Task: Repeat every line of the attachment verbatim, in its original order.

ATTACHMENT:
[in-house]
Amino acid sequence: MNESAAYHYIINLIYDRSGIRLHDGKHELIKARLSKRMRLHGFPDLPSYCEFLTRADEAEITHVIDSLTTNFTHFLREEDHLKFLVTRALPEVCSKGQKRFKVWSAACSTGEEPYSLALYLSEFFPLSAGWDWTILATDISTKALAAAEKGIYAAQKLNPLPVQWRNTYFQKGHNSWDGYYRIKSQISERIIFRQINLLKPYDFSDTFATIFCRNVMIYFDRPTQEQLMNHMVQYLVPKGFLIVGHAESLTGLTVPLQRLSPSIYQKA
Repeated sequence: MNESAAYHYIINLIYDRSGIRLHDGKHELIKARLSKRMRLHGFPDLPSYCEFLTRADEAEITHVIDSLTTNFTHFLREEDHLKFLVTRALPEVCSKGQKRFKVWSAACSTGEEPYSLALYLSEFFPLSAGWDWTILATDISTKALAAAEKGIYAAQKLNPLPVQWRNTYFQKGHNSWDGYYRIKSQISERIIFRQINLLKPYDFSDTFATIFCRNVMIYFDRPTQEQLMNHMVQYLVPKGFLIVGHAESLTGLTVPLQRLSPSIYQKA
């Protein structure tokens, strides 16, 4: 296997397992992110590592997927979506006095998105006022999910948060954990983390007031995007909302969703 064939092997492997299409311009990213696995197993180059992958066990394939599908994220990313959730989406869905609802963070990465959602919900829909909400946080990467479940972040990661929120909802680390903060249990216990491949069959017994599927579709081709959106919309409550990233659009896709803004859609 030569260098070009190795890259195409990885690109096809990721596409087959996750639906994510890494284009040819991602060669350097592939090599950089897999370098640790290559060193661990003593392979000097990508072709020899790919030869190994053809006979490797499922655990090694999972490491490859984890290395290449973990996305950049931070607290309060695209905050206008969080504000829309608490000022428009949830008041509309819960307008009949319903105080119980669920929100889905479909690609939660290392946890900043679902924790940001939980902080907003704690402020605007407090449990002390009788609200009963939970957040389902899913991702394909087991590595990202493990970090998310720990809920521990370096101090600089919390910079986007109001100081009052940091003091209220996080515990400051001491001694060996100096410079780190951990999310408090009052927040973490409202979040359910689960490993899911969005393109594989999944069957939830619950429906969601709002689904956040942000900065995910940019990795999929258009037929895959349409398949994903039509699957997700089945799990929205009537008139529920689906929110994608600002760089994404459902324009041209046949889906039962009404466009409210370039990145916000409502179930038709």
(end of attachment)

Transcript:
[in-house]
Amino acid sequence: MNESAAYHYIINLIYDRSGIRLHDGKHELIKARLSKRMRLHGFPDLPSYCEFLTRADEAEITHVIDSLTTNFTHFLREEDHLKFLVTRALPEVCSKGQKRFKVWSAACSTGEEPYSLALYLSEFFPLSAGWDWTILATDISTKALAAAEKGIYAAQKLNPLPVQWRNTYFQKGHNSWDGYYRIKSQISERIIFRQINLLKPYDFSDTFATIFCRNVMIYFDRPTQEQLMNHMVQYLVPKGFLIVGHAESLTGLTVPLQRLSPSIYQKA
Repeated sequence: MNESAAYHYIINLIYDRSGIRLHDGKHELIKARLSKRMRLHGFPDLPSYCEFLTRADEAEITHVIDSLTTNFTHFLREEDHLKFLVTRALPEVCSKGQKRFKVWSAACSTGEEPYSLALYLSEFFPLSAGWDWTILATDISTKALAAAEKGIYAAQKLNPLPVQWRNTYFQKGHNSWDGYYRIKSQISERIIFRQINLLKPYDFSDTFATIFCRNVMIYFDRPTQEQLMNHMVQYLVPKGFLIVGHAESLTGLTVPLQRLSPSIYQKA
């Protein structure tokens, strides 16, 4: 296997397992992110590592997927979506006095998105006022999910948060954990983390007031995007909302969703 064939092997492997299409311009990213696995197993180059992958066990394939599908994220990313959730989406869905609802963070990465959602919900829909909400946080990467479940972040990661929120909802680390903060249990216990491949069959017994599927579709081709959106919309409550990233659009896709803004859609 030569260098070009190795890259195409990885690109096809990721596409087959996750639906994510890494284009040819991602060669350097592939090599950089897999370098640790290559060193661990003593392979000097990508072709020899790919030869190994053809006979490797499922655990090694999972490491490859984890290395290449973990996305950049931070607290309060695209905050206008969080504000829309608490000022428009949830008041509309819960307008009949319903105080119980669920929100889905479909690609939660290392946890900043679902924790940001939980902080907003704690402020605007407090449990002390009788609200009963939970957040389902899913991702394909087991590595990202493990970090998310720990809920521990370096101090600089919390910079986007109001100081009052940091003091209220996080515990400051001491001694060996100096410079780190951990999310408090009052927040973490409202979040359910689960490993899911969005393109594989999944069957939830619950429906969601709002689904956040942000900065995910940019990795999929258009037929895959349409398949994903039509699957997700089945799990929205009537008139529920689906929110994608600002760089994404459902324009041209046949889906039962009404466009409210370039990145916000409502179930038709």